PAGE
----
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Apple’s in hot water over employees’ after-hours bag searches

Apple Store workers in California didn’t much like the fact that they had to clock off before their bags, packages, and devices were checked by security at the end of each workday.

This week a California court sided with the workers, ruling that the time spent doing such searches should be done on the clock.

With each search taking between five and 20 minutes to complete, and the company facing having to apply the ruling retroactively, the decision could cost Apple tens of millions of dollars in payments to its store staff.

The case has been bouncing around California courts since 2013 when several Apple Store workers launched a class-action lawsuit regarding this and a couple of other matters linked to pay.

The U.S. District Court for the Northern District of California threw out the case in 2015 after determining that the plaintiffs could have avoided the searches by not bringing a bag to work. But on appeal, the U.S. Court of Appeals for the Ninth Circuit decided to turn to the California Supreme Court for clarity on whether the bag searches should be done on the clock.

On Apple’s time

The Supreme Court’s unanimous decision, delivered by Chief Justice Tani Cantil-Sakauye on Thursday, February 13, said that Apple Store workers are “clearly” still at the store on Apple’s time while waiting for the exit searches to begin, and while they take place.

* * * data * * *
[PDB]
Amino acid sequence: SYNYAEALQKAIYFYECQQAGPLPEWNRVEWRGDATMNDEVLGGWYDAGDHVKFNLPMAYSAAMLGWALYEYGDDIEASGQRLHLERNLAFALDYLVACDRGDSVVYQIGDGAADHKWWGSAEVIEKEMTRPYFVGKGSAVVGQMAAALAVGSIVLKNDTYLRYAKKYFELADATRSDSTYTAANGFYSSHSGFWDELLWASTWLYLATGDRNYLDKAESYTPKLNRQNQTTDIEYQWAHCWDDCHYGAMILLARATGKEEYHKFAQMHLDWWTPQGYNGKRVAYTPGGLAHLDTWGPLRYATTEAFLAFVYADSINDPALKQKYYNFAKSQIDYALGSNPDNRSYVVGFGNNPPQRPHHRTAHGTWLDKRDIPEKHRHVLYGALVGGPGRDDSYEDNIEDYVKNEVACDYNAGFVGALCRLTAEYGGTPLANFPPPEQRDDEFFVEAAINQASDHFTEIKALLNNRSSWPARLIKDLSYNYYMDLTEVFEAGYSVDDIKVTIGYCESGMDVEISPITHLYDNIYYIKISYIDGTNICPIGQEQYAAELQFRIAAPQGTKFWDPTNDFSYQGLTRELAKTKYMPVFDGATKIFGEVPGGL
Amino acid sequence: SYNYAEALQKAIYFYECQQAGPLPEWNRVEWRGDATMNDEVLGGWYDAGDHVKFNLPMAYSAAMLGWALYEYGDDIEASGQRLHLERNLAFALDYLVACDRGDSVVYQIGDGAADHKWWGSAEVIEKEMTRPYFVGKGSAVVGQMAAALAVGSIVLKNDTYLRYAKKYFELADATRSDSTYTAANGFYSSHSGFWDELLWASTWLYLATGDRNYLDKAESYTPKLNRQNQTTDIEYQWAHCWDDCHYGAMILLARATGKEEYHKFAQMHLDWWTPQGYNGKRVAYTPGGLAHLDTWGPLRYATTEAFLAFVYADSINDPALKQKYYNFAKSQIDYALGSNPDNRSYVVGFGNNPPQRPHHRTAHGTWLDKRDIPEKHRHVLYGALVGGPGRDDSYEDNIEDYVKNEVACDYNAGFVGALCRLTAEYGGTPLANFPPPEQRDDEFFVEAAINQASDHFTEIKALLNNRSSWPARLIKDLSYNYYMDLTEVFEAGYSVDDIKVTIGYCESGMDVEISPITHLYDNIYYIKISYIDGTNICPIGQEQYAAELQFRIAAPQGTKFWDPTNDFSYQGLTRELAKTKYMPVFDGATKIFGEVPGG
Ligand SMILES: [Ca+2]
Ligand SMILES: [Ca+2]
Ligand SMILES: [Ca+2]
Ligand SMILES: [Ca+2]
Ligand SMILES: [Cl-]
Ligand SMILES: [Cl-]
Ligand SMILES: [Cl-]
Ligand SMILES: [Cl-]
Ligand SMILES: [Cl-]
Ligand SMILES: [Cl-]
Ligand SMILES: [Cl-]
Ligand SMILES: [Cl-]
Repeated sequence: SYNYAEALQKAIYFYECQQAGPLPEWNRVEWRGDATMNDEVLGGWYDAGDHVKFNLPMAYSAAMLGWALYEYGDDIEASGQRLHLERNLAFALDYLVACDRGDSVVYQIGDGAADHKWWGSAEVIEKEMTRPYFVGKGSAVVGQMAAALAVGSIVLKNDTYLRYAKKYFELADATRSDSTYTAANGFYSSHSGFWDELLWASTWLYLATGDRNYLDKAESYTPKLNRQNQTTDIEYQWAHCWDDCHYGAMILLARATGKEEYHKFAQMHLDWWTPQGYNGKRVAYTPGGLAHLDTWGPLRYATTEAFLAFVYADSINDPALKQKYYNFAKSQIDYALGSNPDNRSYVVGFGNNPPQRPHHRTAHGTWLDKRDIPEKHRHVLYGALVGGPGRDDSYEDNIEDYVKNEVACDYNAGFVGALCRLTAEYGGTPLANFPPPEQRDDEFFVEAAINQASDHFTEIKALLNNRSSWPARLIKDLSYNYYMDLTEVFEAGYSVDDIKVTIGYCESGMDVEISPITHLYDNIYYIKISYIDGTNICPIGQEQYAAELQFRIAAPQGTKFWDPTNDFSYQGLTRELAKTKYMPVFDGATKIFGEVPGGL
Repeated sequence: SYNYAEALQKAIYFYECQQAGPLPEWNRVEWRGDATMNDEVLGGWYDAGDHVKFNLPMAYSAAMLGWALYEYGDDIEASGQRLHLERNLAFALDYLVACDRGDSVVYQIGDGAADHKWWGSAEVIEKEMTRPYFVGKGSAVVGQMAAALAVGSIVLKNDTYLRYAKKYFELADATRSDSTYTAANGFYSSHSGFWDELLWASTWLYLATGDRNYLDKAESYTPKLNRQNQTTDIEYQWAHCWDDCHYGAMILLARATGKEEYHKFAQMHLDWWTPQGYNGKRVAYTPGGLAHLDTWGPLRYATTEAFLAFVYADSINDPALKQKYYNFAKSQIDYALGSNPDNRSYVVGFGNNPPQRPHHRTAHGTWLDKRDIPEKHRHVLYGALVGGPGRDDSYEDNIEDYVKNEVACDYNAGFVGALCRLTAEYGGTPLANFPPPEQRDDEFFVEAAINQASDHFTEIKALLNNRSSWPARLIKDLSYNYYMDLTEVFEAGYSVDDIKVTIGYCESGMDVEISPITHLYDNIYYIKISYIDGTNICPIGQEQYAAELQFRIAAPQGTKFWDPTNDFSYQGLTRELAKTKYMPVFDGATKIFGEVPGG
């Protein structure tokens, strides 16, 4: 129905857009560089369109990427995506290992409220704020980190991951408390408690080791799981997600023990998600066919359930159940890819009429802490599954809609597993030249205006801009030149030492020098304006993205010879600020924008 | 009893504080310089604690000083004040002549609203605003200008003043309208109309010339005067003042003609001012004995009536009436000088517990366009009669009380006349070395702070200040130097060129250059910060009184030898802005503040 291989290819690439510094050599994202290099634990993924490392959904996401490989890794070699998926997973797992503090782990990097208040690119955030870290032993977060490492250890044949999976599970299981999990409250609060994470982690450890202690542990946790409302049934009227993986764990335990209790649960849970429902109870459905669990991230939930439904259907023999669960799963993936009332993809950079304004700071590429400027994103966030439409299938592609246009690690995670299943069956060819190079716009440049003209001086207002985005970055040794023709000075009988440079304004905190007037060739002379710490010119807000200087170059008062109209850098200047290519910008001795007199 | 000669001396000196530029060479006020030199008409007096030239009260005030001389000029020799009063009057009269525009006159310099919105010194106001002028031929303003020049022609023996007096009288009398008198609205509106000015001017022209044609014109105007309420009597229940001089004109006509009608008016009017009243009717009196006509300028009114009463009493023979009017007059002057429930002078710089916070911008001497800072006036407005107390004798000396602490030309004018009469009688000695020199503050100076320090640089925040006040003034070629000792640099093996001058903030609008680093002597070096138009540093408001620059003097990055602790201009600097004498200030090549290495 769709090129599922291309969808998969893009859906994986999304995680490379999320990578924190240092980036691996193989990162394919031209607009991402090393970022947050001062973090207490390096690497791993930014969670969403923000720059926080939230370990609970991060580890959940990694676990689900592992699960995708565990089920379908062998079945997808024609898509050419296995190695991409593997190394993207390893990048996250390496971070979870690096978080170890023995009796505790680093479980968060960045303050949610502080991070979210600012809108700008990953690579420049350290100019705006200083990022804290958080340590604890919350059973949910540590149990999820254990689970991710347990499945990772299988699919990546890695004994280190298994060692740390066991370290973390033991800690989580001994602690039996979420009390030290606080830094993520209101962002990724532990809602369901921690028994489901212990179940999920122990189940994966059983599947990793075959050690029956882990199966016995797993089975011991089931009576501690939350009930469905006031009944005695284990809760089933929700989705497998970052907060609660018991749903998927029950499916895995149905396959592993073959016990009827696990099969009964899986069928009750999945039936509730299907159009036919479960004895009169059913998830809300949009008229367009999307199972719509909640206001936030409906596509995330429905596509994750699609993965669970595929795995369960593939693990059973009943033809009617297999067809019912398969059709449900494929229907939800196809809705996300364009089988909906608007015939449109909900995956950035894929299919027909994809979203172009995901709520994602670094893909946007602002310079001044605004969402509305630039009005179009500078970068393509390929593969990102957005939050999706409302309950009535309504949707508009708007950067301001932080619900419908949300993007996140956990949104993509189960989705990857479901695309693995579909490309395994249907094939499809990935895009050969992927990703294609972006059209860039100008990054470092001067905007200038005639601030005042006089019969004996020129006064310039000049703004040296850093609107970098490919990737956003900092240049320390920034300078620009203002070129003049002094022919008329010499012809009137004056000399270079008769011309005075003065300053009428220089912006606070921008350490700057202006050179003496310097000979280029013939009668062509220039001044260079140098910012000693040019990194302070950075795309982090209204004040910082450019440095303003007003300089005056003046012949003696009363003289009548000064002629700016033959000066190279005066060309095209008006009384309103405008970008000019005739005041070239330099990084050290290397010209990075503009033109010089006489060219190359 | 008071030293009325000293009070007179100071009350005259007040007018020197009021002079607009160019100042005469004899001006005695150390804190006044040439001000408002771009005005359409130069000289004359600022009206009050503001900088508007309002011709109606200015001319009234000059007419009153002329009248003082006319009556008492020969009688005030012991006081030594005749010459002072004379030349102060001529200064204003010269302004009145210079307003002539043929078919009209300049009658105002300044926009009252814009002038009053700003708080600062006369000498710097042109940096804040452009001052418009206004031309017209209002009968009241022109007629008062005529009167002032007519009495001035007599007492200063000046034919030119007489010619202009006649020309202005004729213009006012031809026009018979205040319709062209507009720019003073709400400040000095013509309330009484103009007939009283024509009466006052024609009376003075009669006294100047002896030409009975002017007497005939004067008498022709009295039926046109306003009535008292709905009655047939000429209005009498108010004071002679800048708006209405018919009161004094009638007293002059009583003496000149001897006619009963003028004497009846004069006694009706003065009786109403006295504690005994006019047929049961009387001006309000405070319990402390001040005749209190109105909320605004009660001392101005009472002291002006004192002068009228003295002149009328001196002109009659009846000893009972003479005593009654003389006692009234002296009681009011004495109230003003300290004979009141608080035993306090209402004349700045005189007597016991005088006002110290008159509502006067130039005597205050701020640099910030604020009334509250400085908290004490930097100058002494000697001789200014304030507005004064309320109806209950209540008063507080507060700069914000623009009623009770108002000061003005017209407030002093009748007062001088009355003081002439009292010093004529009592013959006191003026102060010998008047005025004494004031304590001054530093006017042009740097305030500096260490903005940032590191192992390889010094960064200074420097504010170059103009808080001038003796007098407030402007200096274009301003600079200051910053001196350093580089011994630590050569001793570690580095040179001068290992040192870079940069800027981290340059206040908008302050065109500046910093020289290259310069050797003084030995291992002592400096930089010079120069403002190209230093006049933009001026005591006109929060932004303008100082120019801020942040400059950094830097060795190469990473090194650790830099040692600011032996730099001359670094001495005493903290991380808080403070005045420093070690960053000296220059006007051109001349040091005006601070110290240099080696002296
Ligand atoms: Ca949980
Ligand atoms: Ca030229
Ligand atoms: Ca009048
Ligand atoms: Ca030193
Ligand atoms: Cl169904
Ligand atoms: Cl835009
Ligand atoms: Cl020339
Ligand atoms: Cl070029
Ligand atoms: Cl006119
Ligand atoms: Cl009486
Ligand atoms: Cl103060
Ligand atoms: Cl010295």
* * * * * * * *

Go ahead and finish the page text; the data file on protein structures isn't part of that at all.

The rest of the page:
“The exit searches burden Apple’s employees by preventing them from leaving the premises with their personal belongings until they undergo an exit search … and by compelling them to take specific movements and actions during the search.”

It continued: “Under the circumstances of this case and the realities of ordinary, 21st-century life, we find far-fetched and untenable Apple’s claim that its bag-search policy can be justified as providing a benefit to its employees.”

A “benefit to its employees”? Yes, that was the tech company arguing that “it could have totally prohibited its employees from bringing any bags or personal Apple devices into its stores altogether, and thus employees who bring such items to work may reasonably be characterized as having chosen to exercise an optional benefit.” But the court wasn’t having it.

In addition, the court also said the decision should be retroactive for employees, leaving Apple with the prospect of having to compensate for all of the hours, over many years, that its California store workers spent waiting around for bag checks. Estimates have suggested the total payout could be as much as $60 million.

Following this week’s ruling, the case will now return to the Ninth Circuit where the Supreme Court’s decision will be applied in the case.

Attorney Kimberly Kralowec, representing the Apple Store employees, welcomed the decision, calling it “a good day for California employees in general.”

We’ve reached out to Apple for its take on this long-running affair, and we’ll update when we hear back.

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Trevor Mogg
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